Photo 12712743 | Compost © Melinda Fawver |

Compost worming its way in


Definition – ‘a mixture of decayed or decaying organic matter used to fertilise soil’.

Note its true definition is to add to soil, not referring to the bags of growing medium we buy at our garden centres as multipurpose compost, although they too contain decayed organic matter.  So for purpose of clarity, I shall use the term home or garden compost(ing) for the means of generating our own compost, from which we can make our own growing media and mulches. It sounds more complicated than it is; it just takes a little effort and patience.

 Why home compost?

Adding garden compost to our vegetable and flower beds is the most natural cost effective way of improving the soil. It contributes to the environment by diverting garden and kitchen waste from local authority recycling schemes. During the decomposition process all the beneficial organisms break down the organic matter which continues once added to the ground, adding healthy structure and vitality to the soil. We are not bringing in potential pests and diseases by importing manures and other soil improvers. And best of all it’s free!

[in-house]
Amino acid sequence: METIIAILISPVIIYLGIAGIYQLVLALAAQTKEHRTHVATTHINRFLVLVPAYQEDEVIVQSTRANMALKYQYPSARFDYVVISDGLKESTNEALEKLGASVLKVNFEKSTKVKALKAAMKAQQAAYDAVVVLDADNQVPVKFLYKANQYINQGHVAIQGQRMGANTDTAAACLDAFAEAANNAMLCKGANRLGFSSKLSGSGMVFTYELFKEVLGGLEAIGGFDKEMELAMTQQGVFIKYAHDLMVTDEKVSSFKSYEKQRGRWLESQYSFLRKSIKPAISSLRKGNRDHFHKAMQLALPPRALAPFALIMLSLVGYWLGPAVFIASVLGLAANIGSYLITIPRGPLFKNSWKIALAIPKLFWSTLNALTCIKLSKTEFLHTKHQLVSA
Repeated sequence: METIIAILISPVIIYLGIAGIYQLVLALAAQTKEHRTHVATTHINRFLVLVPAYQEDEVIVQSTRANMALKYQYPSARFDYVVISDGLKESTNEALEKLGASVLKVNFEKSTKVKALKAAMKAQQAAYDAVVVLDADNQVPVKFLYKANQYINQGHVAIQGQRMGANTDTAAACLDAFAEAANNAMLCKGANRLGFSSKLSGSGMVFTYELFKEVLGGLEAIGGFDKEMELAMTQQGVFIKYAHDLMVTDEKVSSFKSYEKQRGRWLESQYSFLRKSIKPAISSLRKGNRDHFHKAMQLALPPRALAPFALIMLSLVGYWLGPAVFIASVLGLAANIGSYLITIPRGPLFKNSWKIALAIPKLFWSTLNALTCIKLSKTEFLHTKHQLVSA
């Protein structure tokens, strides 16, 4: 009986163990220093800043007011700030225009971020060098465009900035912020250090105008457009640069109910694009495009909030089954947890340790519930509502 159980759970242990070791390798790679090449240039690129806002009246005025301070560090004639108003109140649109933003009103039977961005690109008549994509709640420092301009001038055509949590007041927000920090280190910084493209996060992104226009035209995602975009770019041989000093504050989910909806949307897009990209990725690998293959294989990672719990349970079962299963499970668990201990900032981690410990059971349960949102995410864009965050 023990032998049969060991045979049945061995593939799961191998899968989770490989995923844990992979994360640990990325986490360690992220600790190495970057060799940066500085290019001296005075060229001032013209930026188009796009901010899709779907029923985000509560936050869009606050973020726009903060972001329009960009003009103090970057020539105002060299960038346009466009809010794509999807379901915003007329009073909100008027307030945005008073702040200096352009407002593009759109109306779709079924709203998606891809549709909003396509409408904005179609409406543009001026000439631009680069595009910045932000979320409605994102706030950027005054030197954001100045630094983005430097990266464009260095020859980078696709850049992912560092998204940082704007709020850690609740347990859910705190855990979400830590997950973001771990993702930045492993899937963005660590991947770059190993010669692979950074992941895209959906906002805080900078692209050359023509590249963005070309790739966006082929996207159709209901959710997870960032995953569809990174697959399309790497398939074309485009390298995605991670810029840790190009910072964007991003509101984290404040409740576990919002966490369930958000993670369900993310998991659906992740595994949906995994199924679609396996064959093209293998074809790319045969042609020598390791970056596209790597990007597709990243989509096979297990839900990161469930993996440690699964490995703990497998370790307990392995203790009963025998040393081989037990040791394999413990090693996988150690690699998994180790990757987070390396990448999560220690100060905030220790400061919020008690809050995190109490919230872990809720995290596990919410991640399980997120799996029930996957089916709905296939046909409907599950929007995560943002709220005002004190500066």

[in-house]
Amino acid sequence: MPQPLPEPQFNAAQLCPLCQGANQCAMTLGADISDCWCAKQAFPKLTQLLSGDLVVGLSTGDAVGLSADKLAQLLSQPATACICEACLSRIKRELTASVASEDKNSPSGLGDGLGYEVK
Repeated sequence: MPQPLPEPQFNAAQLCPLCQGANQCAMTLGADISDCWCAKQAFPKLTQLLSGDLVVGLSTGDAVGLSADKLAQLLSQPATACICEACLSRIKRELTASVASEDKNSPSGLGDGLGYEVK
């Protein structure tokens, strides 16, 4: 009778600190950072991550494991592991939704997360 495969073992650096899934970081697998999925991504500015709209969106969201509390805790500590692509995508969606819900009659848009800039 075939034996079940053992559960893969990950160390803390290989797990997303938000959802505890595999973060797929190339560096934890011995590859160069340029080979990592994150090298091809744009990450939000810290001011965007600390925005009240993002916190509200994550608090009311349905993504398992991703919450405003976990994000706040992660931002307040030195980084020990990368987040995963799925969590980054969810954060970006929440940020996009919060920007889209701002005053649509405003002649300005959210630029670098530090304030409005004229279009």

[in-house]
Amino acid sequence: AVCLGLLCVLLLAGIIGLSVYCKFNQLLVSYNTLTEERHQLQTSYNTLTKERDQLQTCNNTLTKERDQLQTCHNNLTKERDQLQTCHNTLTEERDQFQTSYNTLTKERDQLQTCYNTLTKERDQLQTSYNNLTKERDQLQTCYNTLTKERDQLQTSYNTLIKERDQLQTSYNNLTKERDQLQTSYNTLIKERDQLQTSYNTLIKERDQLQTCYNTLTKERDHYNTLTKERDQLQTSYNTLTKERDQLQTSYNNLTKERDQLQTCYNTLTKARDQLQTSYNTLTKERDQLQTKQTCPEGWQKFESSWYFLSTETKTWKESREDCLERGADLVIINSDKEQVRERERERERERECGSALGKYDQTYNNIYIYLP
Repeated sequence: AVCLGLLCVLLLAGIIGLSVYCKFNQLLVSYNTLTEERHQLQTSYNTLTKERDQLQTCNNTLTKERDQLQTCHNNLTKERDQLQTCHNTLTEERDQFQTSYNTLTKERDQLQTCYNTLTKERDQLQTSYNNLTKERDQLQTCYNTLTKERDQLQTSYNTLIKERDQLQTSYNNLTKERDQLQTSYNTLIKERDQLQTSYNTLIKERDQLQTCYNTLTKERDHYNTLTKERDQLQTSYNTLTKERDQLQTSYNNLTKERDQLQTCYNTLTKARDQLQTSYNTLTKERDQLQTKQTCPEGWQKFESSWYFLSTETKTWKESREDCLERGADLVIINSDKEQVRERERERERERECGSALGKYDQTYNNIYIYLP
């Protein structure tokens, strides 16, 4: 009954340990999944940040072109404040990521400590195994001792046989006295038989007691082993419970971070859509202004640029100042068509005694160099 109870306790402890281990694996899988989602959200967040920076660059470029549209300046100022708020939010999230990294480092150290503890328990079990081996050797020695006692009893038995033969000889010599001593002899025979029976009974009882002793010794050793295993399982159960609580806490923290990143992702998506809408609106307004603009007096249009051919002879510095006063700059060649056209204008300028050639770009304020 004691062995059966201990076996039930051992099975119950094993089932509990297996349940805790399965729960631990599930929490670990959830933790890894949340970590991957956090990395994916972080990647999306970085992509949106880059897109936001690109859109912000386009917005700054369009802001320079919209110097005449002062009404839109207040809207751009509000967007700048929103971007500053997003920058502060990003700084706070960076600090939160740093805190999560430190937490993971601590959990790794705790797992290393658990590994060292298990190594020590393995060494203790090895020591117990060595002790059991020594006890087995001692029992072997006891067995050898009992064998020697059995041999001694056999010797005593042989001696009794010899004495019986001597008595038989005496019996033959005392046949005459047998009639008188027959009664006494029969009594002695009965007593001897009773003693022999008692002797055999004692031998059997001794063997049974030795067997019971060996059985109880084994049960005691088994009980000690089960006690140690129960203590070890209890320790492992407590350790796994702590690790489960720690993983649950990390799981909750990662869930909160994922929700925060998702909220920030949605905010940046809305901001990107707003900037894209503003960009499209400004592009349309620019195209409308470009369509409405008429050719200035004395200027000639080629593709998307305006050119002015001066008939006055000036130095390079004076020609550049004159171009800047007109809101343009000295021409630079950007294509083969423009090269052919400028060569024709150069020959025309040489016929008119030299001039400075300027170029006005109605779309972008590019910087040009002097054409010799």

Home compost bins come in all shapes and sizes, you could just have a heap in the corner, a bokashi bucket in the kitchen or invest in a hot bin as I did if space is restricted (more of that comparing types in a later blog). Most important is what is put in or on it. A mix of 50:50 green to brown waste seems to works best.

 Green compostables Brown compostables
Annual weeds Autumn leaves *
Brussel sprout stalk, chopped
Cardboard, torn or shredded
Bracken Corn and potato starch bags
Carrot tops Cork
Coffee grounds Cotton wool
Cut flowers Egg boxes and shells, crushed
Discarded bedding & house plants Evergreen hedge cuttings
Fruit peelings, pip, pulp Hair and fur
Grass mowings Nut shells
Hay  Paper bags, shredded
Hedge clippings Sawdust
Nettles Straw
Plant debris Sweetcorn cobs
Rhubarb leaves Tea leaves
Seaweed Tomato plants
Soft prunings Vacuum cleaner contents
Vegetable peelings Wood ash



Bones, cigarette ends, cooked food scraps (meat, fish, dairy etc), fat or oil, bread, soiled tissues and nappies, tea bags, ash from the BBQ or coal fire, perennial weed roots and seed heads, plants that have been treated with chemicals (pesticides, herbicides), dog faeces or cat litter.

 *Whilst adding a few to your heap can be beneficial, most leaves are slow to break down and are best composted on their own as ‘leaf mould’. Shredding them with a lawnmower before storing wet leaves in pierced black bin bags produces crumbly leaf mould in a year or two. Use to make homemade seed compost

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